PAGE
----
The Emperor Waltz (1948)

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Ratings: 6.2/10 from 988 users  
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A brash American gramophone salesman tries to get Emperor Franz Joseph's endorsement in turn-of-the-century Austria.


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Nominated for 2 Oscars. Another 1 nomination. See more awards »
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Complete credited cast:
Roland Culver ...
Lucile Watson ...
Harold Vermilyea ...
Sig Ruman ...
Julia Dean ...
Bert Prival ...
Alma Macrorie ...
Inn Proprietress
Roberta Jonay ...
John Goldsworthy ...


Traveling Salesman Virgil Smith wants to sell his Grammophones in pre-WWI Austria. To enhance this, he especially wants to sell one to Emperor Franz Joseph, but at first the Austrian palace guards think he is carrying a bomb. He meets the Countess Johanna von Stolzenberg-Stolzenberg and after the usual misunderstandings, falls in love with her, this is especially assisted by his dog Buttons. But the relation between a Countess and an ordinary U.S. citizen cannot work in Austria, that is the Emperor's opinion. Is he wrong ? Written by Stephan Eichenberg <>

Plot Summary | Add Synopsis


Paramount's Crowning Entertainment Achievement! Bing's Best Songs!


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Parents Guide:






Release Date:

2 July 1948 (USA)  »

Also Known As:

A Valsa do Imperador  »

Box Office


$4,070,248 (estimated)

Company Credits

Production Co:

Show detailed on  »

Technical Specs


Sound Mix:

(Western Electric Recording)



Aspect Ratio:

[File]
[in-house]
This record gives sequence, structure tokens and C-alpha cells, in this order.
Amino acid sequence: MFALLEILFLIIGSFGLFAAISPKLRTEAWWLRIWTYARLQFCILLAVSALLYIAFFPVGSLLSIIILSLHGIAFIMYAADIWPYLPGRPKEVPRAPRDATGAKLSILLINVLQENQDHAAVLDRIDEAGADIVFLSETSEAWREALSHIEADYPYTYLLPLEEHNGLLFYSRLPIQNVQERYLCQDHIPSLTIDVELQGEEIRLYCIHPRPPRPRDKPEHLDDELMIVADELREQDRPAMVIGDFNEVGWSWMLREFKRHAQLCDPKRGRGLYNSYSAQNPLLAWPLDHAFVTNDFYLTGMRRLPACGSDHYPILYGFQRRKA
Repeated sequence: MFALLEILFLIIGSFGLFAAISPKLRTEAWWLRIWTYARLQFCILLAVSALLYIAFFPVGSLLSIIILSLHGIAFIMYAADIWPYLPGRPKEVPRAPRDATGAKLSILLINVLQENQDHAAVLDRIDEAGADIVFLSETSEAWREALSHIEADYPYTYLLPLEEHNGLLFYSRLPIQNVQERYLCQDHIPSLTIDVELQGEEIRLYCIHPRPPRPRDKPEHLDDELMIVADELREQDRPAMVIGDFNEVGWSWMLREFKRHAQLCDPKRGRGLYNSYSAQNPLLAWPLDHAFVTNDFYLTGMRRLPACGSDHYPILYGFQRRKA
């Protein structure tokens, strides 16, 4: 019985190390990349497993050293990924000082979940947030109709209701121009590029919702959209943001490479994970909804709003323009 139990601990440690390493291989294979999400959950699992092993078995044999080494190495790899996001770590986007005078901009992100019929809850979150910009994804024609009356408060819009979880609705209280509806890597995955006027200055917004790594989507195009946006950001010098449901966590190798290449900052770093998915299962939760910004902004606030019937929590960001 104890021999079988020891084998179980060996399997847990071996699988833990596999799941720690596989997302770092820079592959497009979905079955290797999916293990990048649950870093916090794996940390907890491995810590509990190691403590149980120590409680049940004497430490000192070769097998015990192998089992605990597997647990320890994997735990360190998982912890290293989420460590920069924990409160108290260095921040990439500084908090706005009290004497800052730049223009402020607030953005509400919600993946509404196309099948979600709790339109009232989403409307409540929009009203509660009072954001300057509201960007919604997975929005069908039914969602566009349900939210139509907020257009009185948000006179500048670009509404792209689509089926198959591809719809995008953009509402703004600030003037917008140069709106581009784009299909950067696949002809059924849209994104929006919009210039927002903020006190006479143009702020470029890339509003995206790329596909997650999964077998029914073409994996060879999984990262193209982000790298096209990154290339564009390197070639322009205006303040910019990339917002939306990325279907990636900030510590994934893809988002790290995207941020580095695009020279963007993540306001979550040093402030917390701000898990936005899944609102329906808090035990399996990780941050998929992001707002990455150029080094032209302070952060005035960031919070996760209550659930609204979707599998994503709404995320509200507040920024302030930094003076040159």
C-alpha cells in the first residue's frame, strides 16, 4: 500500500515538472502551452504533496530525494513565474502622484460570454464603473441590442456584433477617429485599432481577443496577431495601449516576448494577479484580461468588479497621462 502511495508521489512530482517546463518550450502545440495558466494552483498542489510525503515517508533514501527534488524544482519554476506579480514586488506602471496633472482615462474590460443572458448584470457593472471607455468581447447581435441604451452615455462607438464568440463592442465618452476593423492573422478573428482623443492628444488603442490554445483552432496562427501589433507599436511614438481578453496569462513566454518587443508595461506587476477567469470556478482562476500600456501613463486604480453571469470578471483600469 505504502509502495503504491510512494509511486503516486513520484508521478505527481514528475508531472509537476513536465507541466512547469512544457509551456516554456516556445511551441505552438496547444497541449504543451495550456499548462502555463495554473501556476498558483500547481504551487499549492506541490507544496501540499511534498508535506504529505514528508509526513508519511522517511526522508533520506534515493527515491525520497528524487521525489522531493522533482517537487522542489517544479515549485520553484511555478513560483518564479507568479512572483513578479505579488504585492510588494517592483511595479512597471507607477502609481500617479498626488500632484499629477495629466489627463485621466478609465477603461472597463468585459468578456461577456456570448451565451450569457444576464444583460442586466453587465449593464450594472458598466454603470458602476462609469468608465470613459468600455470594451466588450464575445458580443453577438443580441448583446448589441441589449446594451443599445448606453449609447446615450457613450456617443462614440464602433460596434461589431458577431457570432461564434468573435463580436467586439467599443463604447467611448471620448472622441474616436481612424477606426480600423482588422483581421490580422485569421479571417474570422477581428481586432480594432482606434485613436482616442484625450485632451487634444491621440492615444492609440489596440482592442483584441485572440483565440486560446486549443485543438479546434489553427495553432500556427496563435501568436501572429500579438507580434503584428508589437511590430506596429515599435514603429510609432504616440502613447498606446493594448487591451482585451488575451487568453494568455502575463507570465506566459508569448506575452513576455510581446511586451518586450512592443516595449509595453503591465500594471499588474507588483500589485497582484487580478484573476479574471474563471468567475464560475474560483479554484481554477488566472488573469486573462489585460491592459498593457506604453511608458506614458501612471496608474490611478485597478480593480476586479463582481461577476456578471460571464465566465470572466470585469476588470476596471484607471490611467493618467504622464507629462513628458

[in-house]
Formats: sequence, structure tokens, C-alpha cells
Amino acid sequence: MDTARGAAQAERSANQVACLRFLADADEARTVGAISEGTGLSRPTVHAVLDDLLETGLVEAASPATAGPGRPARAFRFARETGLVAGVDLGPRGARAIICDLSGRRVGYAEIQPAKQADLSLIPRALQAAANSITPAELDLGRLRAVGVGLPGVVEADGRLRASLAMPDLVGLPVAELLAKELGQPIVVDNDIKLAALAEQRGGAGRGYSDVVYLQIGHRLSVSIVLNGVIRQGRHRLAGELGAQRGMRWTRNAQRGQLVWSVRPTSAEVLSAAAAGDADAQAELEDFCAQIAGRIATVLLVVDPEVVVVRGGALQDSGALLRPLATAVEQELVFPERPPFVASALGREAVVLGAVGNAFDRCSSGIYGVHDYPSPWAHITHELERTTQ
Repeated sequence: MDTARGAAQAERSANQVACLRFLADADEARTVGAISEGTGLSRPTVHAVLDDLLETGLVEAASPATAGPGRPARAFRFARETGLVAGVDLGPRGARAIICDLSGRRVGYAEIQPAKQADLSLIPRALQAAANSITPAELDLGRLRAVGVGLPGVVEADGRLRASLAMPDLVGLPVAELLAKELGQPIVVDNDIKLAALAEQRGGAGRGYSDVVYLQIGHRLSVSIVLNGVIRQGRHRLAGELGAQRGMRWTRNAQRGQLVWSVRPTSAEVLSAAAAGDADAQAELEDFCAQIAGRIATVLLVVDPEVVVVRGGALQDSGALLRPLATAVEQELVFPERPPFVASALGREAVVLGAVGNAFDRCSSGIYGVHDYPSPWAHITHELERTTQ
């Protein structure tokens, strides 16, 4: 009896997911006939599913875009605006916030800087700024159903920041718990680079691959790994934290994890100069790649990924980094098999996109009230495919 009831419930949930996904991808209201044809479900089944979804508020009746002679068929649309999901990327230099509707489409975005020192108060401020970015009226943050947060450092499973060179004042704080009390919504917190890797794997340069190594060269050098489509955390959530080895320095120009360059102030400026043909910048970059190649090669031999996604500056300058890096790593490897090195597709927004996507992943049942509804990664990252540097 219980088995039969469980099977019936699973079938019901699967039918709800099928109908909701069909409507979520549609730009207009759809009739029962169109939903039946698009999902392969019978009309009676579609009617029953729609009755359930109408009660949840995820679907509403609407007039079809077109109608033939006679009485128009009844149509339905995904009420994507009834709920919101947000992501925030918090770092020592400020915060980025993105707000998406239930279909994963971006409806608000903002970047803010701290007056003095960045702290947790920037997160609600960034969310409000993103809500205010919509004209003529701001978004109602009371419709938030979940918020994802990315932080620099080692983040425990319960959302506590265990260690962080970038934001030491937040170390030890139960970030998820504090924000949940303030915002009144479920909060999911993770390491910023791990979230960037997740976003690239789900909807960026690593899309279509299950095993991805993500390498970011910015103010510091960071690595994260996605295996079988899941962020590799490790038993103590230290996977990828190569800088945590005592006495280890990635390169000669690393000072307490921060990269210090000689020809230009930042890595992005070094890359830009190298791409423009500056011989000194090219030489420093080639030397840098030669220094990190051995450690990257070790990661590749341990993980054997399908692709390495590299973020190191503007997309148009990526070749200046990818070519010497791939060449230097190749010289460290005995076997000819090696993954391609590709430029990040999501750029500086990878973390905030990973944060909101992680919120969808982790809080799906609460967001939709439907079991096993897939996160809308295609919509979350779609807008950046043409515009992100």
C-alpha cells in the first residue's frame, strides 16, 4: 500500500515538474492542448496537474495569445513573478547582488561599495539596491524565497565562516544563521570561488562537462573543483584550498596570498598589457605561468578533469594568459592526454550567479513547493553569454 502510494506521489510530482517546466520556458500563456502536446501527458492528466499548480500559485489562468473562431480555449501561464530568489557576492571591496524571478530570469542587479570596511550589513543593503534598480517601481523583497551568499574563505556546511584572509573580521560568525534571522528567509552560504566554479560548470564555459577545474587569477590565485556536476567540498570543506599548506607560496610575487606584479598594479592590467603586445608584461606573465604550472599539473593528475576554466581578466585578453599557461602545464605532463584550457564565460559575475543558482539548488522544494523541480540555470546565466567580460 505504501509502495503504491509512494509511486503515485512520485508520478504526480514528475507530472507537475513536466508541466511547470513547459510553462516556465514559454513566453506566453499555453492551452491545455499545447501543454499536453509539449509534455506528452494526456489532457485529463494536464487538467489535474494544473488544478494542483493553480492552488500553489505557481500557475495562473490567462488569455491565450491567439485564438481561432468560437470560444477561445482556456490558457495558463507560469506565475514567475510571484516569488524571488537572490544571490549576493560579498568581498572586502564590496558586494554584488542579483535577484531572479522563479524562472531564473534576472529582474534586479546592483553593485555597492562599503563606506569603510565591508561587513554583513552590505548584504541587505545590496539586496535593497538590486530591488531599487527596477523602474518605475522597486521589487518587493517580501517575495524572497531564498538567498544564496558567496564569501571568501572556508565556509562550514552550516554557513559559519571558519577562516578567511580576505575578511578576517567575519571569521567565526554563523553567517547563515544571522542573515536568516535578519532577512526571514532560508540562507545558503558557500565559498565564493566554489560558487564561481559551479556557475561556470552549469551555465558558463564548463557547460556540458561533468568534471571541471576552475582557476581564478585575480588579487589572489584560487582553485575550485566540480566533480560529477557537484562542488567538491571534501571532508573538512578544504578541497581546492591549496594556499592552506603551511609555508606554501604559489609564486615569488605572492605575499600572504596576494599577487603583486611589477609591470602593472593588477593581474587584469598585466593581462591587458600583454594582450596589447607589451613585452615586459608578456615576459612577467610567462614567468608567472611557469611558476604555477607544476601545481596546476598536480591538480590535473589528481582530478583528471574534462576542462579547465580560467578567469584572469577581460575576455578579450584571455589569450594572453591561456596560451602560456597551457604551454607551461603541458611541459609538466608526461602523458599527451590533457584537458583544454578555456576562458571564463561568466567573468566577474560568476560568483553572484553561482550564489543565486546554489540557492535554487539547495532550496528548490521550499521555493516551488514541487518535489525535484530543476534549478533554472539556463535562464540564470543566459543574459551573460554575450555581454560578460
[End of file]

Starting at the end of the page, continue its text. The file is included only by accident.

1.37 : 1
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Did You Know?


The audio to the Emperor Waltz song was used for a Schiller Reel on Saturday Night Live, Dec 17, 1988: "Love is a Dream", featuring Phil Hartman and Jan Hooks, directed by Tom Schiller. See more »


Isabella: Who is he?
Elderly nobleman: The most vulgar, impossible, obnoxious, ill-mannered...
Princess Bitotska: In one word, he's an American!
See more »


Referenced in Edith Head: The Paramount Years (2002) See more »


Get Yourself a Phonograph
Music by Jimmy Van Heusen
Lyrics by Johnny Burke
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User Reviews

A great vehicle for Crosby
16 April 2004 | by (Buffalo, New York) – See all my reviews

According to a new book out on Billy Wilder, Wilder had a much different film in mind than what emerged here. He was a contract director for Paramount at the time this was made with a few hits under his belt. And he was assigned to direct this film with Bing Crosby who was the biggest name in movies when this came out.

Crosby had a whole different film in mind and what Bing wanted Paramount gave him at that point. Wilder wanted a biting satire on the Franz Joseph court and he also wanted a the killing of the puppies, the offspring of Crosby's and Joan Fontaine's dogs to be an allegory for genocide. Crosby knew what his audiences expected from him and he opted for a lighter treatment.

The result was a second rate Billy Wilder movie, but a first class Bing Crosby film. Unlike in the thirties when Paramount just depended on Crosby's personality to put over a film, they gave this one the full A treatment. The outdoor sequences were shot in the Canadian Rockies and they serve as a great Alpine background. Though its muted, Wilder still gets some of his cynical point of view into Crosby's phonograph salesman who woos a member of Viennese royalty played by Joan Fontaine. Roland Culver who is Fontaine's father is also pretty good as the impoverished count who is quite willing to sell his title in marriage to anyone who can afford him.

Great vehicle for the winning Crosby personality.

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